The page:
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Iran: Two Women Imprisoned on Charges of Apostasy Freed

(June 11, 2010) It was reported on May 22, 2010, that two Iranian women, 31-year-old Marziah Amiri and 28-year-old Maryam Rustam-poor, who had spent 14 months in Evin prison on charges of apostasy and revolt against national security, were found not guilty and have now left Iran. (Two Women Imprisoned on Charges of Apostasy Left Iran [in Persian], IRAN TIMES INTERNATIONAL, May 22, 2010, at 4 & 11; for background, see Gholam Vafai, Iran: Women Free on Bail After National Security Charges Dropped, GLOBAL LEGAL MONITOR, Jan. 20, 2010, available at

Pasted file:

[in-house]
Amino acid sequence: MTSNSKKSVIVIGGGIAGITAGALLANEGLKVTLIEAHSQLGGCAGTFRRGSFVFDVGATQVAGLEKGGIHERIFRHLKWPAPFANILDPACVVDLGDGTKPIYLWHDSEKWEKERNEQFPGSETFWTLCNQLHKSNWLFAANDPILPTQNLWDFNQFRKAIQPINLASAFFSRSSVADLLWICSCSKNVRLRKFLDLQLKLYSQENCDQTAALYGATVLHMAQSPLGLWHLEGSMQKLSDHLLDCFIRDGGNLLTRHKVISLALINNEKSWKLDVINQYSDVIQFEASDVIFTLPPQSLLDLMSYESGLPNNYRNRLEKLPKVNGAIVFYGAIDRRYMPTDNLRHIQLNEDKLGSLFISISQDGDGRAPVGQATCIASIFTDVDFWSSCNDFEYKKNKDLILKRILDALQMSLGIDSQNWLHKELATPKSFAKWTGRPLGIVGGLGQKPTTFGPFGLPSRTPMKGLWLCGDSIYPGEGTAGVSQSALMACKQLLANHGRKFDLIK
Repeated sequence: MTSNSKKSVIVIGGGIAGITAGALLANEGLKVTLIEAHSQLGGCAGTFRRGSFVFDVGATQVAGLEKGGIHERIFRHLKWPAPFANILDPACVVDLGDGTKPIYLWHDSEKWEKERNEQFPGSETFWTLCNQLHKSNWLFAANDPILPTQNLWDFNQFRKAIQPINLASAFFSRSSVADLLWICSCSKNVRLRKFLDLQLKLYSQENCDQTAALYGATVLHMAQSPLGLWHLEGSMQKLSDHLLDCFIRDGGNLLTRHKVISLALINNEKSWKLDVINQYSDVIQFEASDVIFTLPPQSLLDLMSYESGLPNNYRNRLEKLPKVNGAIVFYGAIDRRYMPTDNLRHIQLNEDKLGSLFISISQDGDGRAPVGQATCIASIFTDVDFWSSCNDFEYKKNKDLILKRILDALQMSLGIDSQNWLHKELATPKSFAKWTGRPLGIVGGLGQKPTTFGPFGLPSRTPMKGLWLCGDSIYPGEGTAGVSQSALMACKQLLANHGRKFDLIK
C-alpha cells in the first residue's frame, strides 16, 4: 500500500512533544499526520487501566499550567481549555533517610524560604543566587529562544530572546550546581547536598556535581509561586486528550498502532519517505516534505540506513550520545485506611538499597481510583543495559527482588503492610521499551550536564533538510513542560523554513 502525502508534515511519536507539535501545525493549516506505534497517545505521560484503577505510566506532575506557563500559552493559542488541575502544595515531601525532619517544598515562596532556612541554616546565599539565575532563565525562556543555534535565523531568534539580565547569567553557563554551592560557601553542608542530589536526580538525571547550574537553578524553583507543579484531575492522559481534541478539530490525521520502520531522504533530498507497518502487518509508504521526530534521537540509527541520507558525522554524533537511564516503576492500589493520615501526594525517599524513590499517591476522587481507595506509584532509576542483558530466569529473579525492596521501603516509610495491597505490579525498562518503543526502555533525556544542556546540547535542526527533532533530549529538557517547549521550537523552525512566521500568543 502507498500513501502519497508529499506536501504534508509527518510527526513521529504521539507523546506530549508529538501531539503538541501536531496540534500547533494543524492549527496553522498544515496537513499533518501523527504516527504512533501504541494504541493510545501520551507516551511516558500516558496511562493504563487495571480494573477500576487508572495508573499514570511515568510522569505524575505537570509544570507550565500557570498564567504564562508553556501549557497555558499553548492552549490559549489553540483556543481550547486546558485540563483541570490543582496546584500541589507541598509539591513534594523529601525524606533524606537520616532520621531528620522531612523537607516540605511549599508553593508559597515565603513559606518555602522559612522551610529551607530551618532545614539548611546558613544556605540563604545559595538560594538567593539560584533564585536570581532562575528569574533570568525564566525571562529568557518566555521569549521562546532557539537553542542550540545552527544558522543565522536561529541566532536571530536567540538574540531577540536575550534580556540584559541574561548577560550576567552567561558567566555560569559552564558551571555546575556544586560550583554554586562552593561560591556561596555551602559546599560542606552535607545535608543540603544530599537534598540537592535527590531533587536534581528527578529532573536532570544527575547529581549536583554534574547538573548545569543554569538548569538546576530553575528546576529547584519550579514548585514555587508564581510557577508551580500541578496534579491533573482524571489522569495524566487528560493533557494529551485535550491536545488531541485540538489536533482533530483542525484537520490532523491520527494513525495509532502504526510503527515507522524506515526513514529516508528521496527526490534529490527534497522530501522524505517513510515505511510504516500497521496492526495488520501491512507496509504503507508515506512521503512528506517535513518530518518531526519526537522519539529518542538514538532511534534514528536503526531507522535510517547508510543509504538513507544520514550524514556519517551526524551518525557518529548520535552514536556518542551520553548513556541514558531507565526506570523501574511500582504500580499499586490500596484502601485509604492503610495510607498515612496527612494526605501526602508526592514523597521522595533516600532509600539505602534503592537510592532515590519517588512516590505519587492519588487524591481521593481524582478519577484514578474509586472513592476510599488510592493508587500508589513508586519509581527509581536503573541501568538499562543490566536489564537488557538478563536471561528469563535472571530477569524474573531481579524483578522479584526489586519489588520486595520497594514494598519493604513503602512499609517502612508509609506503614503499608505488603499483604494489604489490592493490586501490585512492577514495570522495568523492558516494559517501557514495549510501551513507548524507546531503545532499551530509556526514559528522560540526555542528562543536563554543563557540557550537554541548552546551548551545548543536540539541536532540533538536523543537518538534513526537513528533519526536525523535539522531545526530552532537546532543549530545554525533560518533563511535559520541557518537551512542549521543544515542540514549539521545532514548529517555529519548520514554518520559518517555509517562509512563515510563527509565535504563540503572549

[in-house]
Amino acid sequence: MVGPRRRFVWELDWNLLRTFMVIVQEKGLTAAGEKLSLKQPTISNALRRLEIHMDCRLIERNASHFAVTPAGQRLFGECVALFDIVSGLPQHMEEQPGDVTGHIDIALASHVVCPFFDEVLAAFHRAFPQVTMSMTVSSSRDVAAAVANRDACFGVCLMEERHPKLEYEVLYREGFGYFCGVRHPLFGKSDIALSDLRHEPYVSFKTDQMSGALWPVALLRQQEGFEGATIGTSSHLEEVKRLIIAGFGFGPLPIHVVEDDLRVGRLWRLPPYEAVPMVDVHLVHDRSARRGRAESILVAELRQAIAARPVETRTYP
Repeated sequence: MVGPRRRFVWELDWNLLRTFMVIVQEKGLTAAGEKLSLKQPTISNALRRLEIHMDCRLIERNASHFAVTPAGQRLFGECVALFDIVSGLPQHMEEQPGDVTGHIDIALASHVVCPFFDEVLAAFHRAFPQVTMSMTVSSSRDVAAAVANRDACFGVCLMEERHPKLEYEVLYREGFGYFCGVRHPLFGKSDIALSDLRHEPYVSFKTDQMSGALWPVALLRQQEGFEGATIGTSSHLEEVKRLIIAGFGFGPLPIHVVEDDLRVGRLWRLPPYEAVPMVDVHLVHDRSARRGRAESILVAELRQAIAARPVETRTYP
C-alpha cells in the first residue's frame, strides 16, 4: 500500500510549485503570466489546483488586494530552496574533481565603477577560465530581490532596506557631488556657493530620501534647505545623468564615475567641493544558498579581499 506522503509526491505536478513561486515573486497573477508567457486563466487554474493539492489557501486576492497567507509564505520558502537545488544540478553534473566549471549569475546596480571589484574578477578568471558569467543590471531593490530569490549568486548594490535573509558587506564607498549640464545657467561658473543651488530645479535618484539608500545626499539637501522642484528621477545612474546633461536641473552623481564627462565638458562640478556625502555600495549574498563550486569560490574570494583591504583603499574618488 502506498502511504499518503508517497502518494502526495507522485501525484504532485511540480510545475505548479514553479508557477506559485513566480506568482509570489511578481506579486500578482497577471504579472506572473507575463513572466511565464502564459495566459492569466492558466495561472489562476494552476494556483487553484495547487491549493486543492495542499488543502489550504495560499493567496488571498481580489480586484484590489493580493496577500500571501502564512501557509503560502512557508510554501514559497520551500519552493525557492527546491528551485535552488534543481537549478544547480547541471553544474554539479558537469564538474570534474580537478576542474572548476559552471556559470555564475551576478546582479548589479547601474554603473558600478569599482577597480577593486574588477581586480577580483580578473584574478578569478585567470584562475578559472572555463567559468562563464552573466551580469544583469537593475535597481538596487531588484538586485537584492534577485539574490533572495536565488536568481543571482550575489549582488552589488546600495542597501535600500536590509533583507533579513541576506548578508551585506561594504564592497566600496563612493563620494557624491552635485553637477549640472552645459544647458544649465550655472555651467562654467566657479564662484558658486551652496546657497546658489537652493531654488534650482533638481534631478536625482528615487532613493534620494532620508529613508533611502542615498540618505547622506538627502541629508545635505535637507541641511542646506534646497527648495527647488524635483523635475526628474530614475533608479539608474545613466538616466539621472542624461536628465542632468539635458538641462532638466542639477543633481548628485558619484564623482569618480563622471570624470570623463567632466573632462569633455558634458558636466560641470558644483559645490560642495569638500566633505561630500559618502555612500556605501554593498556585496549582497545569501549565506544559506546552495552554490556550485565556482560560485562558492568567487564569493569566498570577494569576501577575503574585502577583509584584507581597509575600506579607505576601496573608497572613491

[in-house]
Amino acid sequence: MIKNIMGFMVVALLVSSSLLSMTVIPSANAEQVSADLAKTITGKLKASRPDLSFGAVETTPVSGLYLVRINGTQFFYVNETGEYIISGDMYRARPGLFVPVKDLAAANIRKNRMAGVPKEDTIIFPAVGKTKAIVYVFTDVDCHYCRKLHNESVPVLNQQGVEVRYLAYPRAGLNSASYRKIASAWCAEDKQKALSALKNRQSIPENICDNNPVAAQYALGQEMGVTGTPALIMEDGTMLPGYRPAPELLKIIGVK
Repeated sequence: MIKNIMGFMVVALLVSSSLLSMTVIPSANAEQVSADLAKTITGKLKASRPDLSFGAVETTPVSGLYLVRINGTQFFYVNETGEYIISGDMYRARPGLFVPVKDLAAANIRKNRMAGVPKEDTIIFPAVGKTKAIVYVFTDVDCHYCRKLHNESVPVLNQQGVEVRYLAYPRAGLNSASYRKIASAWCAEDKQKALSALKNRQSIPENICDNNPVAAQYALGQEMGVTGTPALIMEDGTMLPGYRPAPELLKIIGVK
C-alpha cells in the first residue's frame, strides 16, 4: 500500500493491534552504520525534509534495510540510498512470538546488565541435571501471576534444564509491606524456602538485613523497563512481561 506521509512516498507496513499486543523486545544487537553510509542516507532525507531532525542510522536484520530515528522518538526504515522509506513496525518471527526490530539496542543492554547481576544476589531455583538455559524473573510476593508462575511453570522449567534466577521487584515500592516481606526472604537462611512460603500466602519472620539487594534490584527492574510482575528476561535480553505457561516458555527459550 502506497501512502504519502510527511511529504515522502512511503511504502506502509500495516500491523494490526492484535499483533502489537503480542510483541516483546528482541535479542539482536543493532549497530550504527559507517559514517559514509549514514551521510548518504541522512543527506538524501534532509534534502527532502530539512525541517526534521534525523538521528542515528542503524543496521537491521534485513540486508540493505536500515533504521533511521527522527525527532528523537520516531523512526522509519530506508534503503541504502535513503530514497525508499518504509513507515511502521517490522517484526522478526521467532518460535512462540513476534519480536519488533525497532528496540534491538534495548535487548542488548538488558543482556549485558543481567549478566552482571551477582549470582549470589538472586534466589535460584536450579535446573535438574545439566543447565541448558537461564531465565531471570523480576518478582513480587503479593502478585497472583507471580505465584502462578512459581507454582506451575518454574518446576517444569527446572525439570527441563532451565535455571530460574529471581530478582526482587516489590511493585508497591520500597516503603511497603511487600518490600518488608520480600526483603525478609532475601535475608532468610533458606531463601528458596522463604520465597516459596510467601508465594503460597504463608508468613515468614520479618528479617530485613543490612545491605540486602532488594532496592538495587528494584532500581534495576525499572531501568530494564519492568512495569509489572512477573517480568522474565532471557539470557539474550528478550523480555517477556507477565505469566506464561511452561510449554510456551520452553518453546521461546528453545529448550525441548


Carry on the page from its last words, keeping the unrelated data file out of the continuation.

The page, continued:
In the course of the trial of the women held last year, the judge of the Revolutionary Court dropped the charge of revolt against national security, found them innocent of that charge, and released them from prison temporarily on bond, under certain conditions. One of the conditions was their return to Islam, but the charge of apostasy (renouncing their Islamic religion and adhering to Christianity) remained on file. The Revolutionary Court also warned them that they must discontinue proselytizing Christianity. (IRAN TIMES INTERNATIONAL, supra.)

The Open Doors Institute, which is active in California proselytizing Christianity, was very involved in the case and intervened on the women's behalf, appealing to Iranian authorities for their release all through the trial. According to an Open Doors spokesman, the Iranian women were under pressure during their trial and in prison to re-convert to Islam, but they refused to do so. (Id.)